Tøger Seidenfaden and Rune Engelbreth Larsen
The Danish Caricature Crisis - an Investigation of Background and Responsibilities

On Denmark's National day - June 15th - a major book on the »cartoon crisis« is being published in Copenhagen. The authors are Tøger Seidenfaden, editor-in-chief of the newspaper Politiken and Rune Engelbreth Larsen, a writer and historian of ideas. The book's title is Karikatur-krisen. En undersøgelse af baggrund og ansvar (»The Caricature Crisis: An investigation into background and responsibilities«).

The book is based on all available documents in the case, including not only national and international media coverage, but also hundreds of official documents and international diplomatic correspondence, released by Danish ministries and other authorities. The book aims to approximate the independent and official enquiry into the most serious foreign policy crisis endured by Denmark in decades, an enquiry which the Danish Government has until now prevented from taking place.

The authors do not hide their own opinions, but the book is based on solid documentation and in-depth-analysis. As the authors say, quoting the late American senator, Daniel Patrick Moyniham: »Everyone is entitled to his own opinions. But everyone is not entitled to his own facts.« In the book, the many points of view expressed during the caricature crisis are subjected to a strong test, which consists in confronting them with the many available facts.

Both authors have been active participants in the national Danish debate on the issue, and Tøger Seidenfaden in particular has played a unique and remarkable role. During the climax of the crisis, in February of this year, both critics and proponents described him as the »de facto leader of the opposition« on the issue. In addition, investigatory journalism in his newspaper, Politiken, has played a major role in drawing attention to the Danish Government's highly problematic handling of the diplomatic issues involved.

Among the book's conclusions:

• Muslim preachers and the delegations sent by Danish Muslims to Egypt and Lebanon did not have a significant role in creating global outrage against Denmark. Despite the strong conviction about their responsibility among many Danes, the facts exonerate them

• Prime Minister Anders Fogh Rasmussen bears the main responsibility for the eruption and escalation of the crisis

• for nearly four months the prime minister mislead and manipulated Danish public opinion, by giving false information about the demands actually made by the diplomatic representatives of Islamic countries.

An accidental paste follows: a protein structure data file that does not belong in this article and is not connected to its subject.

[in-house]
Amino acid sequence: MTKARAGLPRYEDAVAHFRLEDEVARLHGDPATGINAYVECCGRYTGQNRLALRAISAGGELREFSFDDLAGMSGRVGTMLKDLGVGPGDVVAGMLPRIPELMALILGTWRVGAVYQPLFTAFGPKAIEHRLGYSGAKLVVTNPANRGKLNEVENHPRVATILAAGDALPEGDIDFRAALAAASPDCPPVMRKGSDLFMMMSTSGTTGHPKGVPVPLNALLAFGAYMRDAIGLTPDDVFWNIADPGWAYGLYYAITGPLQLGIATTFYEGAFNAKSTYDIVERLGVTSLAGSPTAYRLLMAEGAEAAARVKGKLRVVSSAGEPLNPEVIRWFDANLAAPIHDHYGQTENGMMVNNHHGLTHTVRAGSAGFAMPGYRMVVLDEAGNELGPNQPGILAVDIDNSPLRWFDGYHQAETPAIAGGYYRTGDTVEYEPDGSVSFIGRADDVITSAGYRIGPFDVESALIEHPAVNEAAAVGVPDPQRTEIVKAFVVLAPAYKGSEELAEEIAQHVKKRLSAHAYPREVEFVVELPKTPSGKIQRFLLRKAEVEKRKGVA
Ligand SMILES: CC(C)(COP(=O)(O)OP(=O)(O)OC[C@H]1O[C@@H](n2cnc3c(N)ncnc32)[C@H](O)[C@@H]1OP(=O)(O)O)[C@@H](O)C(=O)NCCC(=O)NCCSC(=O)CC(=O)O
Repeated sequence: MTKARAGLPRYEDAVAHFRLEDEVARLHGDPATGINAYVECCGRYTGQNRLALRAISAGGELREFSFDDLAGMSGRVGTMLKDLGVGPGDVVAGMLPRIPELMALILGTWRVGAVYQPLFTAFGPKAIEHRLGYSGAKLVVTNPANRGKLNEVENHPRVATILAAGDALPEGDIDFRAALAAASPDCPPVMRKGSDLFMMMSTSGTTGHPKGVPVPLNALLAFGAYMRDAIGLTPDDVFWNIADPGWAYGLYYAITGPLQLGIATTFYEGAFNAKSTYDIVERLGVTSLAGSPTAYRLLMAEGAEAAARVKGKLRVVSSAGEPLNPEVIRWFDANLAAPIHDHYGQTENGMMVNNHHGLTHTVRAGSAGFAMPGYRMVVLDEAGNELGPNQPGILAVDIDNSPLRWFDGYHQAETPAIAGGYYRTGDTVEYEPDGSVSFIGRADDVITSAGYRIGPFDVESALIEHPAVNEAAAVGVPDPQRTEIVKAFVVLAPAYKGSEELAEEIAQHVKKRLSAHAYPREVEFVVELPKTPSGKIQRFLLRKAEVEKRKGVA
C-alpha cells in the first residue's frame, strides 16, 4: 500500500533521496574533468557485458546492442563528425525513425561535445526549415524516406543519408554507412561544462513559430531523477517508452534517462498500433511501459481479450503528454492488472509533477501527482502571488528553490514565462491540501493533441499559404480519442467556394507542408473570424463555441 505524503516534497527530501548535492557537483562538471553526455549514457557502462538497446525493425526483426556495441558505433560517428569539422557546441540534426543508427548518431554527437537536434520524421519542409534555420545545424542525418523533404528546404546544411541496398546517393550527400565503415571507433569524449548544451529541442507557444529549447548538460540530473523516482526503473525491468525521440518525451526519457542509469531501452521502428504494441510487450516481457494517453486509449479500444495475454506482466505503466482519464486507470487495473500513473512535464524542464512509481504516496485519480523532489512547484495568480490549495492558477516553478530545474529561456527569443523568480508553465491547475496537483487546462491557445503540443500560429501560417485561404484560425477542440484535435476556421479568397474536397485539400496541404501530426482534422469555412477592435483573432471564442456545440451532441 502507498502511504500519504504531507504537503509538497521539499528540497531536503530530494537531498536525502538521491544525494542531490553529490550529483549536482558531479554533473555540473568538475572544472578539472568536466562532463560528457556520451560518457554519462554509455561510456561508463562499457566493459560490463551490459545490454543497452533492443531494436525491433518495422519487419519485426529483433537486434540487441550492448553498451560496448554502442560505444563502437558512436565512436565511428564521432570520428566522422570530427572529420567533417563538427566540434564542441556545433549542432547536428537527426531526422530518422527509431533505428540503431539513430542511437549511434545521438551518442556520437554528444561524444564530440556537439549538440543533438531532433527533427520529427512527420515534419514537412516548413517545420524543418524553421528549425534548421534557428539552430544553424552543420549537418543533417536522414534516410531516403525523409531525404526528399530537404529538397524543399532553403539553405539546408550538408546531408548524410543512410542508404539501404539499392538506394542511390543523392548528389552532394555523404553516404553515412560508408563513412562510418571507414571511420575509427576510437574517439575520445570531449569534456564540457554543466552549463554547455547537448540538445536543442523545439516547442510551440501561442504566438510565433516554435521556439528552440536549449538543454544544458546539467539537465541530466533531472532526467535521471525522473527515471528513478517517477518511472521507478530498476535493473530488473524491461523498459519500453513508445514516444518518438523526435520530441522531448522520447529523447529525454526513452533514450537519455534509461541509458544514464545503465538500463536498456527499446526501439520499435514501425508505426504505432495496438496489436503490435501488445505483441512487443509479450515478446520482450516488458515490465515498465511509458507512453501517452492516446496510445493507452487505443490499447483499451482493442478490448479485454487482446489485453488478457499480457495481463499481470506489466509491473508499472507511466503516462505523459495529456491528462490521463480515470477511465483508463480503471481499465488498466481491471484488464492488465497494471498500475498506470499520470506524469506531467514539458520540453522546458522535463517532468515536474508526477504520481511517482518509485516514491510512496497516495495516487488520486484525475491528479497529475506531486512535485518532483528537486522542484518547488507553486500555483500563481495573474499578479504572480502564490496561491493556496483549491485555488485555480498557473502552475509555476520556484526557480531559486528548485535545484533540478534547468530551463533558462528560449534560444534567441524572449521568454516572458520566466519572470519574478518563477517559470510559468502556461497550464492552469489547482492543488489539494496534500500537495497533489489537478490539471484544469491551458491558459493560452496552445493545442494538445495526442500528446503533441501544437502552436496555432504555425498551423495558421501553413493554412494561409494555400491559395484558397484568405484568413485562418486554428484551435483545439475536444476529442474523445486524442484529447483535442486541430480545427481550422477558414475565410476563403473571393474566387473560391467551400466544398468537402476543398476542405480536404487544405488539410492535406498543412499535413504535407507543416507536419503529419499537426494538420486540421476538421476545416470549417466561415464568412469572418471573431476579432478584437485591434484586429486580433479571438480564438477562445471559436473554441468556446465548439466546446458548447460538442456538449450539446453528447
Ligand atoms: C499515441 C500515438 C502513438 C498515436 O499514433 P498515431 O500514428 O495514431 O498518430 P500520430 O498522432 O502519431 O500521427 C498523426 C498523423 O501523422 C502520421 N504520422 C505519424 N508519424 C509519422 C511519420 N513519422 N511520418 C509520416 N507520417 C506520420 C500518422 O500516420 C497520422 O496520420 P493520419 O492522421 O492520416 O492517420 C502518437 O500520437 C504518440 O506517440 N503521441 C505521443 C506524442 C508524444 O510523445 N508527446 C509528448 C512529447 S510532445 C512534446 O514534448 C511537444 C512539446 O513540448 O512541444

• by systematically neglecting to give the Foreign Policy Committee (Det Udenrigspolitiske Nævn) of Parliament any information on the brewing crisis for more than 3 months, the government has broken a constitutional norm, which only it's automatic support from the Danish People's Party has prevented Parliament from condemning

• the Danish Government has engaged in a major cover-up, preventing any form of independent enquiry, thus breaching norms prevalent in the democracies to which we normally compare ourselves.

• it was no accident that this global crisis was ignited in Denmark, where islamophobia is more rampant and politically influential than in most Western countries - mainly because of the influence of the Danish People's Party.

• the violent form the crisis took in some countries, including embassy burnings, riotous demonstrations and terroristic threats, does not reflect a general »clash of civilizations« - but specific local conditions and frustrations.

• the crisis originated in a conflict between the newspaper, Jyllands-Posten, and religious Muslim groups in Denmark - but only became a global crisis because of the extraordinarily inept - or provocative - handling of the diplomatic aspects by the government.

• once the crisis was internationalized, the Danish imams did more to defuse the situation than to inflame it.

• at no point has freedom of expression been seriously threatened by Danish Muslims. The idea that "self-censorship" with regard to criticism of Islam was widespread in Denmark before the publication of the caricatures is without foundation in facts.

• freedom of expression was in fact threatened at a late stage of the affair, when the Taleban and Al Qaeda made terrorist threats against cartoonist and editors. Ironically, this was the stage of the affair when the government's and the newspaper's defence of freedom of expression was the least absolute.

• the decision by the prosecutorial authorities not to try the case in a court of law was taken in a manner which reveals double standards, omissions from the record, and selective interpretations.

• the newspaper Jyllands-Posten set out to offend the religious minority of Muslims in Denmark, and did so in a manner which would never have been used vis-s-vis Jews or Christians.

Rune Engelbreth Larsen and Tøger Seidenfaden
Press Release, June 13 2006